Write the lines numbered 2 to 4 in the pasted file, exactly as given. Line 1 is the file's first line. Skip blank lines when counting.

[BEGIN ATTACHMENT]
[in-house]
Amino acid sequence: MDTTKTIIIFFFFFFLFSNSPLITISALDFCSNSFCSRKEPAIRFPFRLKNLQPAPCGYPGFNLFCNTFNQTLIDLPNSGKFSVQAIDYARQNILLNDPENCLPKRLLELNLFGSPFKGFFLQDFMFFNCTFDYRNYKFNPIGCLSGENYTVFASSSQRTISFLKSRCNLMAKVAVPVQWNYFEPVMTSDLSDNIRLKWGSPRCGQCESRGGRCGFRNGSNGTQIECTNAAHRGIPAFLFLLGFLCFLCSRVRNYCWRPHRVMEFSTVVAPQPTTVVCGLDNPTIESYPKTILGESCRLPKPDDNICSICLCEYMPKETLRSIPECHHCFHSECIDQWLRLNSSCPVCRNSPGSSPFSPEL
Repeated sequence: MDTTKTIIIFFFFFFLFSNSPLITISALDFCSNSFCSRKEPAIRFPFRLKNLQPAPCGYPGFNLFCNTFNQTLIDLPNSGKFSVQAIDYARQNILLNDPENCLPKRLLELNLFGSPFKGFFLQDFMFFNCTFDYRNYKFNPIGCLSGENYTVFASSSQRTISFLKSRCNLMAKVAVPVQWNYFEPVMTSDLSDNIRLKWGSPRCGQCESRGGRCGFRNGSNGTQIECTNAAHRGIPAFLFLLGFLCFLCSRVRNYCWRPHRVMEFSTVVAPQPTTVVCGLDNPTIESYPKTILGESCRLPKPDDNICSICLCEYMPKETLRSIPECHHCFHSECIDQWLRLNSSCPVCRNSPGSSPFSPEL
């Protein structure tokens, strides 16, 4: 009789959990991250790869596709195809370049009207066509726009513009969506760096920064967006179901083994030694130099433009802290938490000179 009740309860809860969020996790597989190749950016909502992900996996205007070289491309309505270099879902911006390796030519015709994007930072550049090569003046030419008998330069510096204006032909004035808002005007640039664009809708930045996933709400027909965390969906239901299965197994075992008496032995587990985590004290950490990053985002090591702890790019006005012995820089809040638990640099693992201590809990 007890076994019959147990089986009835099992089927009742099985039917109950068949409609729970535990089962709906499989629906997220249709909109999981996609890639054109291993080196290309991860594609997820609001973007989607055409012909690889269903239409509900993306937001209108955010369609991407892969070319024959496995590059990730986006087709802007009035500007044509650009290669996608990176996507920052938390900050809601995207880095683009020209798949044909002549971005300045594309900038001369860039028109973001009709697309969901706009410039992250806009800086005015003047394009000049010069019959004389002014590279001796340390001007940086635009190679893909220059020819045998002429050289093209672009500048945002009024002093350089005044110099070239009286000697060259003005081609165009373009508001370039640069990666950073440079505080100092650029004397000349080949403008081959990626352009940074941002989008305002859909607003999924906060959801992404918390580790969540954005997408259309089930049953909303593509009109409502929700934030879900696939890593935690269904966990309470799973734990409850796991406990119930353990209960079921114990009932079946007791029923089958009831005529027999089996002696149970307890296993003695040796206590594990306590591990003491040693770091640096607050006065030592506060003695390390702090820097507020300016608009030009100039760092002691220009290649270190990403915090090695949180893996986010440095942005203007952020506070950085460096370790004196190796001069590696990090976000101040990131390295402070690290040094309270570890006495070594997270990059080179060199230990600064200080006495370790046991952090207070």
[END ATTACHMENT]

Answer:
Amino acid sequence: MDTTKTIIIFFFFFFLFSNSPLITISALDFCSNSFCSRKEPAIRFPFRLKNLQPAPCGYPGFNLFCNTFNQTLIDLPNSGKFSVQAIDYARQNILLNDPENCLPKRLLELNLFGSPFKGFFLQDFMFFNCTFDYRNYKFNPIGCLSGENYTVFASSSQRTISFLKSRCNLMAKVAVPVQWNYFEPVMTSDLSDNIRLKWGSPRCGQCESRGGRCGFRNGSNGTQIECTNAAHRGIPAFLFLLGFLCFLCSRVRNYCWRPHRVMEFSTVVAPQPTTVVCGLDNPTIESYPKTILGESCRLPKPDDNICSICLCEYMPKETLRSIPECHHCFHSECIDQWLRLNSSCPVCRNSPGSSPFSPEL
Repeated sequence: MDTTKTIIIFFFFFFLFSNSPLITISALDFCSNSFCSRKEPAIRFPFRLKNLQPAPCGYPGFNLFCNTFNQTLIDLPNSGKFSVQAIDYARQNILLNDPENCLPKRLLELNLFGSPFKGFFLQDFMFFNCTFDYRNYKFNPIGCLSGENYTVFASSSQRTISFLKSRCNLMAKVAVPVQWNYFEPVMTSDLSDNIRLKWGSPRCGQCESRGGRCGFRNGSNGTQIECTNAAHRGIPAFLFLLGFLCFLCSRVRNYCWRPHRVMEFSTVVAPQPTTVVCGLDNPTIESYPKTILGESCRLPKPDDNICSICLCEYMPKETLRSIPECHHCFHSECIDQWLRLNSSCPVCRNSPGSSPFSPEL
């Protein structure tokens, strides 16, 4: 009789959990991250790869596709195809370049009207066509726009513009969506760096920064967006179901083994030694130099433009802290938490000179 009740309860809860969020996790597989190749950016909502992900996996205007070289491309309505270099879902911006390796030519015709994007930072550049090569003046030419008998330069510096204006032909004035808002005007640039664009809708930045996933709400027909965390969906239901299965197994075992008496032995587990985590004290950490990053985002090591702890790019006005012995820089809040638990640099693992201590809990 007890076994019959147990089986009835099992089927009742099985039917109950068949409609729970535990089962709906499989629906997220249709909109999981996609890639054109291993080196290309991860594609997820609001973007989607055409012909690889269903239409509900993306937001209108955010369609991407892969070319024959496995590059990730986006087709802007009035500007044509650009290669996608990176996507920052938390900050809601995207880095683009020209798949044909002549971005300045594309900038001369860039028109973001009709697309969901706009410039992250806009800086005015003047394009000049010069019959004389002014590279001796340390001007940086635009190679893909220059020819045998002429050289093209672009500048945002009024002093350089005044110099070239009286000697060259003005081609165009373009508001370039640069990666950073440079505080100092650029004397000349080949403008081959990626352009940074941002989008305002859909607003999924906060959801992404918390580790969540954005997408259309089930049953909303593509009109409502929700934030879900696939890593935690269904966990309470799973734990409850796991406990119930353990209960079921114990009932079946007791029923089958009831005529027999089996002696149970307890296993003695040796206590594990306590591990003491040693770091640096607050006065030592506060003695390390702090820097507020300016608009030009100039760092002691220009290649270190990403915090090695949180893996986010440095942005203007952020506070950085460096370790004196190796001069590696990090976000101040990131390295402070690290040094309270570890006495070594997270990059080179060199230990600064200080006495370790046991952090207070």